West View 6th-graders use chocolate as currency to learn about culture of civilization
Chocolate was a main ingredient at the Aztec market in West View Elementary School last week.
Another was imagination.
For 76 sixth-graders, textbook lessons and other sources on Latin America's early civilizations transformed into a noisy, colorful Aztec marketplace where, instead of vendors selling wares for money, Nestle Semi-Sweet Chocolate Morsels served as currency. At some stops, trading was so hot, the money melted.
The event culminated a unit on Latin America in Megan Carey's classroom. A teacher in the district for 18 years, she created the project about a decade ago. Her goal was to bring learning to life.
“They get better and better. The kids take such ownership of the project,” said Carey of Ross, a North Hills alumnus.
For three weeks, students study Aztec culture and invent products that tie into it. They write compositions about their inventions, make paper ponchos decorated with Aztec symbols and create signage for their shops, which are set up on blankets in the school auditorium.
Then, with a little help from parents and siblings, they make or bake the items they will sell.
Because chocolate was such an Aztec delicacy, students peddled chocolate-covered strawberries and pretzels, chocolate-drizzled popcorn balls, brownies and cupcakes.
Kendra Richards, 11, offered chocolate-dipped fruit kabobs of strawberry, pineapple and banana. Her sister helped her skewer the fruit.
Maddie Frazier, 12, constructed edible chocolate temples, layered and hand decorated. She called her dessert stand CaCao Cupcake Heaven.
“The Aztecs had lots of temples,” she explained.
Green icing represented swamps on the edge of Aztec lands. Gold and green decorations called to mind the metal and jade that the culture offered to their gods.
Joey Veneziale, 12, crafted shields.
“It was really fun. It took me a while, but my parents helped,” he said.
Katlyn Imler, 11, marketed wooden plaques painted gold with Aztec symbols representing motion, a house, a knife and a deer, among others.
There were handmade maracas, baskets made of ice-pop sticks, dream-catchers, clay statues, fans, flutes, rain sticks, good-luck charms and lots of beaded bracelets and amulet necklaces.
Before market time was over, the temple cakes at Maddie's CaCao Cupcake Heaven sold out, and so did the 22 headdresses that Ethan Harkness, 11, created.
Each sold for 4 chocolate morsels.
“I'm surprised I sold out,” Ethan said of his construction-paper-and-feather design.
He was pleased, but said of the currency he collected in a plastic bag:
“I won't eat the money. It's been in tons of hands.”
Dona S. Dreeland is a staff writer for Trib Total Media. She can be reached at 724-772-6353 or firstname.lastname@example.org.
Show commenting policy
TribLive commenting policy
You are solely responsible for your comments and by using TribLive.com you agree to our Terms of Service.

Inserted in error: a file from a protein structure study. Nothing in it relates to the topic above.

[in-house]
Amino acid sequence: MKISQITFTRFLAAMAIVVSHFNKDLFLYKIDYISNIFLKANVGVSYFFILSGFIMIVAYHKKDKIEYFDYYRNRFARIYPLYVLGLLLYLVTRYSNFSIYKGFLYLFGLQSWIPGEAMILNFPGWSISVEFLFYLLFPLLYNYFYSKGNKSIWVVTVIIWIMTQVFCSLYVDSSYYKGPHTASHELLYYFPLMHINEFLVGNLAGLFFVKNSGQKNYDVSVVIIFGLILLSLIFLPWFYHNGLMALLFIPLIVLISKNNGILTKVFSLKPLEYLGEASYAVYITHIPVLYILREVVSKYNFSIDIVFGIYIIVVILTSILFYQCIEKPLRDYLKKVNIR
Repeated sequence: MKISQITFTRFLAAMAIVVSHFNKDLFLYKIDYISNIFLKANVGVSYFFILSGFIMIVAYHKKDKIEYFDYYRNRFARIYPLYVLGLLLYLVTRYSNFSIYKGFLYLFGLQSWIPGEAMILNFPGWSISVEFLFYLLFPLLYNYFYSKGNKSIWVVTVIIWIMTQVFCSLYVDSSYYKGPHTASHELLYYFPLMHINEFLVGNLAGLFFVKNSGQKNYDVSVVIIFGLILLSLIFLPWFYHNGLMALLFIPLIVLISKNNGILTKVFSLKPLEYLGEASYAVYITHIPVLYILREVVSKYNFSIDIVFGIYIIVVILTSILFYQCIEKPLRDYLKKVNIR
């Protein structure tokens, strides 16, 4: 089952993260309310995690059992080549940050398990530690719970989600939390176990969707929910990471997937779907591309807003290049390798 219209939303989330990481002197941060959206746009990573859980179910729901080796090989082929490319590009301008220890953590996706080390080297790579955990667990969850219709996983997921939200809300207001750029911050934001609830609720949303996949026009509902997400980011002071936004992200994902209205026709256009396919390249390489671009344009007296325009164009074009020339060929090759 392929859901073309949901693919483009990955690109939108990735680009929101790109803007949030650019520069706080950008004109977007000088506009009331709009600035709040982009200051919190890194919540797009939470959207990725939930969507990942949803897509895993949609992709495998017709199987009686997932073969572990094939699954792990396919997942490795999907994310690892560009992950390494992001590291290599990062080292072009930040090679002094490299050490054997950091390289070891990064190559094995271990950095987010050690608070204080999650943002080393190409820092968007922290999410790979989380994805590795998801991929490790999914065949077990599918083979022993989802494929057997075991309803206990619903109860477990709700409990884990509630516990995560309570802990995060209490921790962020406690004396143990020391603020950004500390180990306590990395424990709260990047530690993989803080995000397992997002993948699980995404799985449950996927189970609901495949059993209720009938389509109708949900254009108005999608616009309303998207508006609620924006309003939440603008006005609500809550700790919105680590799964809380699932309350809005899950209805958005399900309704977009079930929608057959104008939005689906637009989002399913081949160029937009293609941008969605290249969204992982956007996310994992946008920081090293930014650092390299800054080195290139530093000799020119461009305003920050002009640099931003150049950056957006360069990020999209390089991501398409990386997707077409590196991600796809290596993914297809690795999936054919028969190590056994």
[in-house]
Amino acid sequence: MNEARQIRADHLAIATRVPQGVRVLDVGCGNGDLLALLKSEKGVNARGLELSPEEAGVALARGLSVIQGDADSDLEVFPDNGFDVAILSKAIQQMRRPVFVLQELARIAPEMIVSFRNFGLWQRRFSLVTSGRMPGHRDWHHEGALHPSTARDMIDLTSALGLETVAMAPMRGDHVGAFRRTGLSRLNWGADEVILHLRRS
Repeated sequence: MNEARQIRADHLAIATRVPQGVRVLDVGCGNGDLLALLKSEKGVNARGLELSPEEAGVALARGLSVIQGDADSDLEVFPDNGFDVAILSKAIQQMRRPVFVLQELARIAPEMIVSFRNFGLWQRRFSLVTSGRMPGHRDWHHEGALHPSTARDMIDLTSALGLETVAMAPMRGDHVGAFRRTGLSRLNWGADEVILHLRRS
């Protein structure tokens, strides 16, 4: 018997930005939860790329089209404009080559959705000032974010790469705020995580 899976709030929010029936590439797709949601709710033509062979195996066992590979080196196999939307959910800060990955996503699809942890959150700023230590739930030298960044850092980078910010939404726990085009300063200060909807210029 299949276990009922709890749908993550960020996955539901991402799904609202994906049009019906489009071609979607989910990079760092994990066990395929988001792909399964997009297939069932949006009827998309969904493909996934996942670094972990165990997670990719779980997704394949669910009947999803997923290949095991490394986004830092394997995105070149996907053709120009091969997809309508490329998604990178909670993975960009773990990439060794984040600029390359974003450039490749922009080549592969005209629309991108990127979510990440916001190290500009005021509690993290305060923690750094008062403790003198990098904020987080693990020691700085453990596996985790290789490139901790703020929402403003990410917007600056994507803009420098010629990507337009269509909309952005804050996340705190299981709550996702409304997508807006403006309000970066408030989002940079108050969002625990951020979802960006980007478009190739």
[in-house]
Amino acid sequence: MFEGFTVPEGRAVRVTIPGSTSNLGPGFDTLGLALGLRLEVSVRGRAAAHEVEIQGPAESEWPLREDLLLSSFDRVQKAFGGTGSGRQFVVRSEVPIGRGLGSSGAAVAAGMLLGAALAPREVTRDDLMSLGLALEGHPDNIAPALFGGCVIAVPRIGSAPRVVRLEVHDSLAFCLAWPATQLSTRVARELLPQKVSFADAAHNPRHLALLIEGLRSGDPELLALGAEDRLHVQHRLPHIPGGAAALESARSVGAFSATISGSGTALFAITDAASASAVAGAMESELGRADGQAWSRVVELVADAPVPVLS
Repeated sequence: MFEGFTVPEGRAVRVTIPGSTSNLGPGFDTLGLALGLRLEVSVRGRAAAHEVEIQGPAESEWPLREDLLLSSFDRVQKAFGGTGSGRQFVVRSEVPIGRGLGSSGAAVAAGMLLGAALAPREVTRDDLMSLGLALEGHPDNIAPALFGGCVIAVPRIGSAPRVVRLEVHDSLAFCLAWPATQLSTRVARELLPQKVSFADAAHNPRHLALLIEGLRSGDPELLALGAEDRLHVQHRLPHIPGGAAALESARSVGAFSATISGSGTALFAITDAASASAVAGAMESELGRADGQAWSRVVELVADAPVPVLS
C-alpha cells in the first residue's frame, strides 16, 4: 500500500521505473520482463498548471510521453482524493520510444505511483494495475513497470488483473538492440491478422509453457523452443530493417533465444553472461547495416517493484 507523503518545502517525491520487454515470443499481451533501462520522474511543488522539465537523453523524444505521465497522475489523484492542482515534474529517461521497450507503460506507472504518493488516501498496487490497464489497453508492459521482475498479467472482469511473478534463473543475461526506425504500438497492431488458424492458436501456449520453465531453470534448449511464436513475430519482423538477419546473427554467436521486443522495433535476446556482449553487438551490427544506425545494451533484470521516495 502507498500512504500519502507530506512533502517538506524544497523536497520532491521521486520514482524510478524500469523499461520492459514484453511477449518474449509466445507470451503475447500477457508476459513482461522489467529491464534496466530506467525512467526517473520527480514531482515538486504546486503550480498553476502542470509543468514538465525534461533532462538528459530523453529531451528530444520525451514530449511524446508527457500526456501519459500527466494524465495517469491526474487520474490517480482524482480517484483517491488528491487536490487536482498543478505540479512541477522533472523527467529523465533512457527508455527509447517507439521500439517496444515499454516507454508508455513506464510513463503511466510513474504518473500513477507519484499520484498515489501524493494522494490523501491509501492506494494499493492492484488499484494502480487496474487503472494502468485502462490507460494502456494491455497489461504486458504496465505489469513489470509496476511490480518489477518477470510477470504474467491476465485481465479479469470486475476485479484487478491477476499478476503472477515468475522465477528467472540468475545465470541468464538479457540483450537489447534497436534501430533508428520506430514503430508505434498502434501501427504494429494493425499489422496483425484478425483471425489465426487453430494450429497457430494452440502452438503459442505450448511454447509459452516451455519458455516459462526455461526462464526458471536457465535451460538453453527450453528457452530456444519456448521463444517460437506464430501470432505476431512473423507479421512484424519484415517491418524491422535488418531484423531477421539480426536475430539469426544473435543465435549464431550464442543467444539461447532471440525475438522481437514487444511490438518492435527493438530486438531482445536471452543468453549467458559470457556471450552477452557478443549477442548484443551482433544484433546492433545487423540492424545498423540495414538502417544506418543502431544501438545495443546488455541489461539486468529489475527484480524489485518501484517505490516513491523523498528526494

We moderate comments. Our goal is to provide substantive commentary for a general readership. By screening submissions, we provide a space where readers can share intelligent and informed commentary that enhances the quality of our news and information.
While most comments will be posted if they are on-topic and not abusive, moderating decisions are subjective. We will make them as carefully and consistently as we can. Because of the volume of reader comments, we cannot review individual moderation decisions with readers.
We value thoughtful comments representing a range of views that make their point quickly and politely. We make an effort to protect discussions from repeated comments either by the same reader or different readers.
We follow the same standards for taste as the daily newspaper. A few things we won't tolerate: personal attacks, obscenity, vulgarity, profanity (including expletives and letters followed by dashes), commercial promotion, impersonations, incoherence, proselytizing and SHOUTING. Don't include URLs to Web sites.
We do not edit comments. They are either approved or deleted. We reserve the right to edit a comment that is quoted or excerpted in an article. In this case, we may fix spelling and punctuation.
We welcome strong opinions and criticism of our work, but we don't want comments to become bogged down with discussions of our policies and we will moderate accordingly.
We appreciate it when readers and people quoted in articles or blog posts point out errors of fact or emphasis and will investigate all assertions. But these suggestions should be sent via e-mail. To avoid distracting other readers, we won't publish comments that suggest a correction. Instead, corrections will be made in a blog post or in an article.
- Touching Tribe boutique in Hampton sales benefit people from distant lands
- Pine-Richland to take a close look at future needs of athletic facilities, fields
- Shaler Area students join author’s chat via video conference
- Office building in Pine gets supervisors’ OK
- North Allegheny 7th best school in national ranking, moves up 2 spots
- Shaler woman named state coordinator of Action for Healthy Kids
- Guardian Protection in Marshall donates for My Bike Program
- Shaler woman gets top spot with group aimed at promoting kids health in school
- ‘Singin’ with Santa’ concert to ring in holidays at St. Paul’s United Methodist Church in Allison Park
- North Hills SADD chapter earns state honor